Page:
The sudden death of Henri Ledroit in 1988, at the age of just forty-two, left music-lovers in a state of shock. His voice was new and unique among the French singers of the time and during his first encounter with Alfred Deller at a training course in Lacoste, the two of them hit it off immediately. The famous English countertenor was impressed by his trainee’s exceptional talent and strongly encouraged the young singer. From then on, Henri Ledroit’s career took off, both in concert as well as on stage with Nikolaus Harnoncourt and René Jacobs. In 1986, he sang as Ottone in Claudio Monteverdi’s The Coronation of Poppaea at the Lausanne Opera (Théâtre du Jorat), which had just opened under the direction of Renée Auphan. The production, directed by Michel Corboz and staged by Patrice Caurier and Moshe Leiser, would go down in history and the visual recordings of the performance are a testament to this. The great work of Du Mont is now being rediscovered thanks to the tireless efforts of Belgian musicologist Jérôme Lejeune under the Ricercar label and is intended to be played by the ensemble with the same name, under the direction of Jean Tubéry and Philippe Pierlot. This recording of Henry Du Mont’s Motets à voix seule from the early 1980s also features the vocals of the early Gérard Lesne. A pioneering work that can be heard today with all its original emotion intact. © François Hudry/Qobuz
CD£10.99

Classical - Released March 13, 2020 | Ricercar

Booklet
HI-RES£16.49
CD£10.99

Classical - Released March 6, 2020 | Ricercar

Hi-Res Booklet Distinctions Diapason d'or
Johann Paul von Westhoff (1656-1705) was one of the most brilliant members of the significant school of violinists that flourished in seventeenth-century Dresden. This impressive virtuoso, who was even applauded by Louis XIV at Versailles, wrote the very first compositions for unaccompanied violin, which of course foreshadow the later masterpieces of Johann Sebastian Bach. The programme recorded here includes some suites from his collection published in Dresden in 1696, as well as the suite that was printed in the Mercure galant of Paris in 1683, following his visit to Versailles. © Ricercar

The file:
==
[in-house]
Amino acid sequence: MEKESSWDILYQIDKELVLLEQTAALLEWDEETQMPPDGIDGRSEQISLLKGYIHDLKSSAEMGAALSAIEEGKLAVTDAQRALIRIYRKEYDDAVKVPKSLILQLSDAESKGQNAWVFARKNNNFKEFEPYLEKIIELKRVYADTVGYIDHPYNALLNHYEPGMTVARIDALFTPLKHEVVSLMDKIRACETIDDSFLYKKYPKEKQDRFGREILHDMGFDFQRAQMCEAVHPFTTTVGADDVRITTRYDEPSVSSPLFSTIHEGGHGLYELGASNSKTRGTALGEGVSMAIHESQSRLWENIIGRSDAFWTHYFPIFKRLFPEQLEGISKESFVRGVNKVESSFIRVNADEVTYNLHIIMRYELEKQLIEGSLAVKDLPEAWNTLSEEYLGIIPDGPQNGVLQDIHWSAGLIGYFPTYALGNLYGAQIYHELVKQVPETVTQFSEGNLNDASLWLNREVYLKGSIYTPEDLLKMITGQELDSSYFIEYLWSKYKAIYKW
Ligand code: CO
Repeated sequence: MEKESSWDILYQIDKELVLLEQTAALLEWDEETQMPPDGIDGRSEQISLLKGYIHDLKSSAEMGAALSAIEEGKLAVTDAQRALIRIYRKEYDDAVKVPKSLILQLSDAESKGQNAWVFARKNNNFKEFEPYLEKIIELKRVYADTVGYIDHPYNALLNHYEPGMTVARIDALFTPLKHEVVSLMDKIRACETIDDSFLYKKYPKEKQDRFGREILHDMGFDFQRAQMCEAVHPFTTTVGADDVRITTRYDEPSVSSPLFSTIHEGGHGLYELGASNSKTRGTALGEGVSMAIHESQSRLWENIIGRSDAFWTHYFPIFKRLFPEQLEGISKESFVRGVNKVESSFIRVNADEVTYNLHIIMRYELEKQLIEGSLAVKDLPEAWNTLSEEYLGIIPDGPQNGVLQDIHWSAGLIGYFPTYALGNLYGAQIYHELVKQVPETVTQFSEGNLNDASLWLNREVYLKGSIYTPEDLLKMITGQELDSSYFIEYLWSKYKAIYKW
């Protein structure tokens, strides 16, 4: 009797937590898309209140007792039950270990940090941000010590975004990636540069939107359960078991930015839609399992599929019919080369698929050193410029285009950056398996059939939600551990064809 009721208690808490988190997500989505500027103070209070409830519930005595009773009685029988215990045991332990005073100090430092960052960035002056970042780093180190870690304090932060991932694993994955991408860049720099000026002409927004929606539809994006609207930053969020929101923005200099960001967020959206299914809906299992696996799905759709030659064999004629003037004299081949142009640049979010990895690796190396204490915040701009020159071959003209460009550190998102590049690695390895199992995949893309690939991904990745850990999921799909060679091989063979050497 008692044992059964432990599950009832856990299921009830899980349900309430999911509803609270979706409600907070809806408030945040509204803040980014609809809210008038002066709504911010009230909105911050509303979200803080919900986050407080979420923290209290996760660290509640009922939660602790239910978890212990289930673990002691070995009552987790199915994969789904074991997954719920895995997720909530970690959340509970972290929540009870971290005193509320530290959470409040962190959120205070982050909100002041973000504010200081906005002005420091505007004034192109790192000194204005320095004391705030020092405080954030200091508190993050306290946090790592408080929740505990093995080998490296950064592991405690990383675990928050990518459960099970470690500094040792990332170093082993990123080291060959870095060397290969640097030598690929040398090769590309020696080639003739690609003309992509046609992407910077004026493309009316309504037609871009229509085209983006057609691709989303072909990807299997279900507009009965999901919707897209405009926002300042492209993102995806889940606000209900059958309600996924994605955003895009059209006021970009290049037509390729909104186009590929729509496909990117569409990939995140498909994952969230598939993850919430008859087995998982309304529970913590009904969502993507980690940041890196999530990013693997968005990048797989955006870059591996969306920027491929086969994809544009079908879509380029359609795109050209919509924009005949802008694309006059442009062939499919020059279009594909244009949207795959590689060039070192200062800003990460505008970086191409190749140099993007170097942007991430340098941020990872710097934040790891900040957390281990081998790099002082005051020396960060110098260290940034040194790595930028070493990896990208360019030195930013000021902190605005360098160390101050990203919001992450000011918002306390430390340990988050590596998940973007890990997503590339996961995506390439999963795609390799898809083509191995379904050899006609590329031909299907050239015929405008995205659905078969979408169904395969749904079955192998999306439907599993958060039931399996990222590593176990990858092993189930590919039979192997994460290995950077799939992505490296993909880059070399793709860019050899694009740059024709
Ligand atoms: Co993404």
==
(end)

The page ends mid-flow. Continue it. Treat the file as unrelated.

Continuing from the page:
HI-RES£16.49
CD£10.99

Chamber Music - Released January 17, 2020 | Ricercar

Hi-Res Booklet Distinctions 5 de Diapason
A short-lived instrument which has long since disappeared, the arpeggione is a weird and wonderful creation. Dreamt up with the wild imagination of the Austrian luthier Johann Georg Stauffer, who specialized in guitars, this instrument which was invented in 1823 is a kind of 6-string guitar that is played with a bow. It was rather awkward to play, the six strings and the shape of the bridge making the bowing particularly delicate. The arpeggione has long since joined the cohort of instrumental oddities forever populating dusty museum windows, testimony to the creativity of curious inventors. A guitarist himself, like many young romantic men, Schubert became so interested in this instrument that he dedicated a sonata to it. Mainly played today on the cello, it was made famous in the 20th century by the legendary recordings of Emmanuel Feuermann in 1937 and then of Rostropovitch with Benjamin Britten in the early 1960s. It is now commonly played by cellists. Guido Balestracci has crafted a programme around this famous sonata with transcriptions of works by Schubert for rare instruments: fortepiano, terz guitar, archlute and, of course, an arpeggione reconstructed by the Italian luthier Paolo Giuseppe Rabino in 2011 based on an instrument made in Prague in the 19th century. Although this rehabilitation is not the first on record, it nevertheless allows us to recover a strange sound that we thought had been lost. © François Hudry/Qobuz
HI-RES£11.54£16.49(30%)
CD£7.69£10.99(30%)

Classical - Released November 1, 2019 | Ricercar